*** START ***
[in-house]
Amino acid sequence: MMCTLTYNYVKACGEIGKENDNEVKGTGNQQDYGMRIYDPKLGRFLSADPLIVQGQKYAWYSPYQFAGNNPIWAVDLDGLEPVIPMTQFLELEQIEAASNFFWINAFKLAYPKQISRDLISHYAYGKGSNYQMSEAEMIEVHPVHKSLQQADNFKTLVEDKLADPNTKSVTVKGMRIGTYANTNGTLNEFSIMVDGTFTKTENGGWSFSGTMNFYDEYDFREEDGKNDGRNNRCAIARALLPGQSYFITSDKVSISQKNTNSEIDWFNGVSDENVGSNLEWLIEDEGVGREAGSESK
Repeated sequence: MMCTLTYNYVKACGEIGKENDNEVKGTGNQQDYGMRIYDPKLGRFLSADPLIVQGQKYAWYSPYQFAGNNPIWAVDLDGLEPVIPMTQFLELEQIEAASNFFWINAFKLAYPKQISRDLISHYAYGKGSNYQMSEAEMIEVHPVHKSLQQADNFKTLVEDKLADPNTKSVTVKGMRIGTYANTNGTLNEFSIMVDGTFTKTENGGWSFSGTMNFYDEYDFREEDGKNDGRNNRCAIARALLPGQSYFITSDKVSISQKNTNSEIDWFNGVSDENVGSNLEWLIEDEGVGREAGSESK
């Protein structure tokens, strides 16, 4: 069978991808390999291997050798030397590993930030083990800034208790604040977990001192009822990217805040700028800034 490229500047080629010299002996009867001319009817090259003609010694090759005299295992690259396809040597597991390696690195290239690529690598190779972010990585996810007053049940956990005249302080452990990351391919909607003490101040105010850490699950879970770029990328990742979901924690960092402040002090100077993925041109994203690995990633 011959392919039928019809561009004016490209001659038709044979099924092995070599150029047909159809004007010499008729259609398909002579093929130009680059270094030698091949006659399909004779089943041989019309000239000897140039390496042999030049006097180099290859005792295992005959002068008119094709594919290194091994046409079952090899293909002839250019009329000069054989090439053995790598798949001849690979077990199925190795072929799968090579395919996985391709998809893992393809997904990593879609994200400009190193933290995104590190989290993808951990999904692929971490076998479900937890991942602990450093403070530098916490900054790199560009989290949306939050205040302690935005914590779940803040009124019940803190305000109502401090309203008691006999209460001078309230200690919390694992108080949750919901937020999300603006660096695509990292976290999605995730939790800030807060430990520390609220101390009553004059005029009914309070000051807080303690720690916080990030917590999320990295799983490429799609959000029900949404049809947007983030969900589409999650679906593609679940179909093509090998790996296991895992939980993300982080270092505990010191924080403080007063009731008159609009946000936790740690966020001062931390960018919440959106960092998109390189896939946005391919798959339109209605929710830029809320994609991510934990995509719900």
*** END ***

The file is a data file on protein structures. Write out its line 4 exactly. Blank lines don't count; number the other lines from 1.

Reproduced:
């Protein structure tokens, strides 16, 4: 069978991808390999291997050798030397590993930030083990800034208790604040977990001192009822990217805040700028800034 490229500047080629010299002996009867001319009817090259003609010694090759005299295992690259396809040597597991390696690195290239690529690598190779972010990585996810007053049940956990005249302080452990990351391919909607003490101040105010850490699950879970770029990328990742979901924690960092402040002090100077993925041109994203690995990633 011959392919039928019809561009004016490209001659038709044979099924092995070599150029047909159809004007010499008729259609398909002579093929130009680059270094030698091949006659399909004779089943041989019309000239000897140039390496042999030049006097180099290859005792295992005959002068008119094709594919290194091994046409079952090899293909002839250019009329000069054989090439053995790598798949001849690979077990199925190795072929799968090579395919996985391709998809893992393809997904990593879609994200400009190193933290995104590190989290993808951990999904692929971490076998479900937890991942602990450093403070530098916490900054790199560009989290949306939050205040302690935005914590779940803040009124019940803190305000109502401090309203008691006999209460001078309230200690919390694992108080949750919901937020999300603006660096695509990292976290999605995730939790800030807060430990520390609220101390009553004059005029009914309070000051807080303690720690916080990030917590999320990295799983490429799609959000029900949404049809947007983030969900589409999650679906593609679940179909093509090998790996296991895992939980993300982080270092505990010191924080403080007063009731008159609009946000936790740690966020001062931390960018919440959106960092998109390189896939946005391919798959339109209605929710830029809320994609991510934990995509719900």